11 Steps to Successfully choose your MBA School

  1. Firstly decide on your objective and real motivation for having an MBA.
Do you want an MBA:
  • for filling in a period for unemployment?
  • because it’s there, as Mt Everest was for Sir Edmund Hilary?
  • to do your present job more effectively?
  • to get an internal or external promotion?
  • to get employment in a specific industry, organisation or location?
For example, if you want to work for a top international management consulting firm, perhaps you should be studying at Harvard, Stanford, Chicago or another of the top US MBA schools.  These international consulting firms won’t be interested in a graduate from a newly established Indian MBA school, unless your surname is Ambani or Premji.  They will probably be interested if your degree was earned at one of India’s top, say, three MBA schools.

  1. Decide on your budget.

  • Do you want an expensive MBA from a prestige school or a “quick and dirty” MBA from the less expensive schools?
The course price range between Indian universities in 2011 is between  Rs. 2 lakhs to Rs. 13 lakhs. Besides all, the reputed business institutions in abroad charges around Rs.20 to 30 lakhs and this is considered as the standard fees for the MBA courses offered there.
MBAs purchased by correspondence without any class contact hours or assessment are certainly the cheapest but not necessarily the best value.
A small number of scholarships are available, more from some schools than others.  
  1. Decide on the course quality.
Some of the reasons for the course price range are:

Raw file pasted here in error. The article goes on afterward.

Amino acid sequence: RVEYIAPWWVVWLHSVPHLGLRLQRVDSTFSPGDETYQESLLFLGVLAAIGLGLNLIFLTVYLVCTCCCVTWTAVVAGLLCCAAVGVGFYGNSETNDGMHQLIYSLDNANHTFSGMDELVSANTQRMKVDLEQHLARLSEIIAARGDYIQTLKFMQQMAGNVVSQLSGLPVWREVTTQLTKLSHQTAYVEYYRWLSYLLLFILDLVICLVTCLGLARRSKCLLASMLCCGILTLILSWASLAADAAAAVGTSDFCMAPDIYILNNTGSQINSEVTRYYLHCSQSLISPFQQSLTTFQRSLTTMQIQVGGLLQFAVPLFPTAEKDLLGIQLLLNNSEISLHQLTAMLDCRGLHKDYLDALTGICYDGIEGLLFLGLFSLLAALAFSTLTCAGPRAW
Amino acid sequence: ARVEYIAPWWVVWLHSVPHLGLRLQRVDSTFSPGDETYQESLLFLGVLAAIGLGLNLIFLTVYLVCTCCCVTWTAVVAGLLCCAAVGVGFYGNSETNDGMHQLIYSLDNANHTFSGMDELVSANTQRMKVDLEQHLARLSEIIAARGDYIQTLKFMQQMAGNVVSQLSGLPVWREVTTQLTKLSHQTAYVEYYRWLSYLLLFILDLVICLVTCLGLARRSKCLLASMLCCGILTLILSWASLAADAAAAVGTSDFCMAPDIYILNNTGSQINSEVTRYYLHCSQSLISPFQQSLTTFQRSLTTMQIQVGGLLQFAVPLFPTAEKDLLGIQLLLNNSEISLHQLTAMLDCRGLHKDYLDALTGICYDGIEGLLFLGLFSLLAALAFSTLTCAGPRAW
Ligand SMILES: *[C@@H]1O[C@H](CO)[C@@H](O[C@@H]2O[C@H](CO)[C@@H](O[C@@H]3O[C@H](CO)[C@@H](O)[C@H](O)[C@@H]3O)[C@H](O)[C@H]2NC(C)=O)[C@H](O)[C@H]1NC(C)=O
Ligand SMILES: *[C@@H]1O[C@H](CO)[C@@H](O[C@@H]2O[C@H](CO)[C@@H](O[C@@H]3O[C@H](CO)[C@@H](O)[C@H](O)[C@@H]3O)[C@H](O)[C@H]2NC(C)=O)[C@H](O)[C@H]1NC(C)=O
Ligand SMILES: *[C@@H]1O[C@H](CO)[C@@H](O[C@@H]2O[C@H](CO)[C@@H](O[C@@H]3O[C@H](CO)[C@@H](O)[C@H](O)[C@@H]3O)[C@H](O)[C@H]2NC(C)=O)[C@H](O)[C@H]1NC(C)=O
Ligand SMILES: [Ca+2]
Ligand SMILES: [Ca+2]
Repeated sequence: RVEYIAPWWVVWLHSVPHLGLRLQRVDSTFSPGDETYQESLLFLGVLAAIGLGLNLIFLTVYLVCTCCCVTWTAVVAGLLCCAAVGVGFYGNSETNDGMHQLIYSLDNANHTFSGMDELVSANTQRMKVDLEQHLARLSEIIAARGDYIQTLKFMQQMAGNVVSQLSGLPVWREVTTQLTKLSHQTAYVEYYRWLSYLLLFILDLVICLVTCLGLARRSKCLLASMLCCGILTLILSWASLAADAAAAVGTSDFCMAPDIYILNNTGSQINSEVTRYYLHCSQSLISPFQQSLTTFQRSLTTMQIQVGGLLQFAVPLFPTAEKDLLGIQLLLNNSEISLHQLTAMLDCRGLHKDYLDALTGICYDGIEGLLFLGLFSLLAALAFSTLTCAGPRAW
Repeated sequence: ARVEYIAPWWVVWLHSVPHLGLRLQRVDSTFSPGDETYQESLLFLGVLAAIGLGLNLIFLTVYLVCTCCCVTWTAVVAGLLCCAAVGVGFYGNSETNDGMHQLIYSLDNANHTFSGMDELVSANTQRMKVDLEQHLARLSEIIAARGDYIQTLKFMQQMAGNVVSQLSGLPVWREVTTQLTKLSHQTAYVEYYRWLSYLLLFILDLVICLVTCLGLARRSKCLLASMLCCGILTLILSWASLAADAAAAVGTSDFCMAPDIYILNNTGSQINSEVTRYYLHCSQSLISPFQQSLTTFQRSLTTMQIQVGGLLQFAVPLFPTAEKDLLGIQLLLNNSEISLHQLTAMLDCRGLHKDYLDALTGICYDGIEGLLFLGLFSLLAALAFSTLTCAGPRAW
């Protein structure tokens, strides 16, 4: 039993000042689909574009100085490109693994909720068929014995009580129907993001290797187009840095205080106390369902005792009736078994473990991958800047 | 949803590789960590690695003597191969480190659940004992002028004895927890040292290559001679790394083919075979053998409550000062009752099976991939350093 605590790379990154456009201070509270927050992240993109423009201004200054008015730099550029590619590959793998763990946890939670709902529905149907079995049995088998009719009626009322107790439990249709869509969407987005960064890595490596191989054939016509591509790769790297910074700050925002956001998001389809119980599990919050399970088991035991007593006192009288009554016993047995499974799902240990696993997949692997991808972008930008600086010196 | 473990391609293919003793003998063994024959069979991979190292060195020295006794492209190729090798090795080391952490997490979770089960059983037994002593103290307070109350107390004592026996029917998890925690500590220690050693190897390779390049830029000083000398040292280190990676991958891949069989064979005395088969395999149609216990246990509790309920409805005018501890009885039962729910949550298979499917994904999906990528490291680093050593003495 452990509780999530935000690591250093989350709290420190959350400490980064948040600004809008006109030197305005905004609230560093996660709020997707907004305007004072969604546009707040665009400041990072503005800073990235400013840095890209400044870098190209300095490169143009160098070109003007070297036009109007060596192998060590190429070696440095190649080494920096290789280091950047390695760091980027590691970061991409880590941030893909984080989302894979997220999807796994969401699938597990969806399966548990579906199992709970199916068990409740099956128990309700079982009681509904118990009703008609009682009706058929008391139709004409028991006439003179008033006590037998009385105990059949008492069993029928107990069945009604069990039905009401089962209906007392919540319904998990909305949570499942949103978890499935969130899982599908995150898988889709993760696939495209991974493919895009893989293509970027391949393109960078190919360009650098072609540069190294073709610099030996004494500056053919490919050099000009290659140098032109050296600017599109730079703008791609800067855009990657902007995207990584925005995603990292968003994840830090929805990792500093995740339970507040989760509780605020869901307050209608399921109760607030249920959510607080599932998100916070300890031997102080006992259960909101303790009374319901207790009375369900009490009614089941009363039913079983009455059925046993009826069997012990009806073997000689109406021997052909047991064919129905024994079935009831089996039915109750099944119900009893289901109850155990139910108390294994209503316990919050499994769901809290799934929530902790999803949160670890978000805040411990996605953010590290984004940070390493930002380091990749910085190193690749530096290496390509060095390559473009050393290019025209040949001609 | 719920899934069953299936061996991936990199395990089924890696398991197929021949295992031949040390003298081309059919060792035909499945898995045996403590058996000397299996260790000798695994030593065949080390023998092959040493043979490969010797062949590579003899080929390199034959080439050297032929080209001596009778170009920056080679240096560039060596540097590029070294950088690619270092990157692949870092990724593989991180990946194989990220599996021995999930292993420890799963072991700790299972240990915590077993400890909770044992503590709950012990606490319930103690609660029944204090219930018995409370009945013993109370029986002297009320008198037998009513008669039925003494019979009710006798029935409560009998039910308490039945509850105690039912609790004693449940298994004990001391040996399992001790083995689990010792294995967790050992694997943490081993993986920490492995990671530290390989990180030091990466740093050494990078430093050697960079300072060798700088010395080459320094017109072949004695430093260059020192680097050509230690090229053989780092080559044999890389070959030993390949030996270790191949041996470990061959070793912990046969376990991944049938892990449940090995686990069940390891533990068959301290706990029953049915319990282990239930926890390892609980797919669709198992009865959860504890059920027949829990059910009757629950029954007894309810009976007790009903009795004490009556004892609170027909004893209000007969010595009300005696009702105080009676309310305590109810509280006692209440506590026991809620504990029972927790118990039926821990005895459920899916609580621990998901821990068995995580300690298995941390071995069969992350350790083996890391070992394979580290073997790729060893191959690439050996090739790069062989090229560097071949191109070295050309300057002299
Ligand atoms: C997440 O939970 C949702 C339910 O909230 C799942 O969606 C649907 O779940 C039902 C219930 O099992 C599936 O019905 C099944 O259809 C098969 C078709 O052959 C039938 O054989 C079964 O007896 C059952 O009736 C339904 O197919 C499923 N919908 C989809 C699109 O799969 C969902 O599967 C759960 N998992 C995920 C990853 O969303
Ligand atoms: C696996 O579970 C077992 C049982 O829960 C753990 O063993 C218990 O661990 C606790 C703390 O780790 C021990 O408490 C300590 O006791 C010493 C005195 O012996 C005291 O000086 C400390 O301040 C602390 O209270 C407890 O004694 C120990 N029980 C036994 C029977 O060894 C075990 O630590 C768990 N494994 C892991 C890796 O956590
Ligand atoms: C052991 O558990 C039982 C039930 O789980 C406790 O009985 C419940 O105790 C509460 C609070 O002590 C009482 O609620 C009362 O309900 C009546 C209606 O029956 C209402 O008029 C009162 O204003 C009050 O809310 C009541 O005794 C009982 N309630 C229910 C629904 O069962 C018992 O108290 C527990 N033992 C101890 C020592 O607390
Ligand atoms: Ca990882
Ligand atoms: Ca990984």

• the total number of hours of work required by you to complete the course (range: 576 to 2,600 hours of classes and private study)
  • the number of class contact hours if an off campus course (range: 240 to 800 hours)
  • the range of subjects offered as electives
  • the level of education of your instructors (yes, you will find instructors with bachelors degrees at some schools)
  • whether your lecturers are dedicated full timers or cheaper sessional staff, and whether they only come on campus to present the class
  • the amount of industry work experience of your instructors
  • the student/staff ratio (presently impossible to accurately quantify uniformly with hard data, so you need to ask unbiased informants for their impressions)
  • whether the course is conducted on campus or off (off doesn’t require as much infrastructure as on, and requires fewer instructor hours per student, so has a lower cost of production for the university)
  • what infrastructure is available, such as the numbers of library books and journals held, whether library searches are possible from home, whether you can search fee-for-data data bases from home, the number of computer terminals and printers available on campus to MBA students (not undergrad’s), whether child minding is available on campus (and whether there actually are spaces available), and so on.  A point you need to continuously watch is the distinction between what things are available to just the MBA school, as distinct from what is available to the much larger pool of all students